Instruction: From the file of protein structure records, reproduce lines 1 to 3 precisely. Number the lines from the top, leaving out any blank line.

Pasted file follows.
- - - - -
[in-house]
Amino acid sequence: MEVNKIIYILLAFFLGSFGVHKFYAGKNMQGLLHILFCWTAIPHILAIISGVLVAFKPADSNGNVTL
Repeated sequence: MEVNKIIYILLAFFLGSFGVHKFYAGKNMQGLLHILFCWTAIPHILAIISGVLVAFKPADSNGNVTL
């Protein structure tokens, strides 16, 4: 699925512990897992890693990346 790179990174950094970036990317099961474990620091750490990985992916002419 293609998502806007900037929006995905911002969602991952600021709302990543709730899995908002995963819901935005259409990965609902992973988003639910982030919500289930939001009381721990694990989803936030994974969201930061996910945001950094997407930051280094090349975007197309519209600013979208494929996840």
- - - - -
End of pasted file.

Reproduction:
[in-house]
Amino acid sequence: MEVNKIIYILLAFFLGSFGVHKFYAGKNMQGLLHILFCWTAIPHILAIISGVLVAFKPADSNGNVTL
Repeated sequence: MEVNKIIYILLAFFLGSFGVHKFYAGKNMQGLLHILFCWTAIPHILAIISGVLVAFKPADSNGNVTL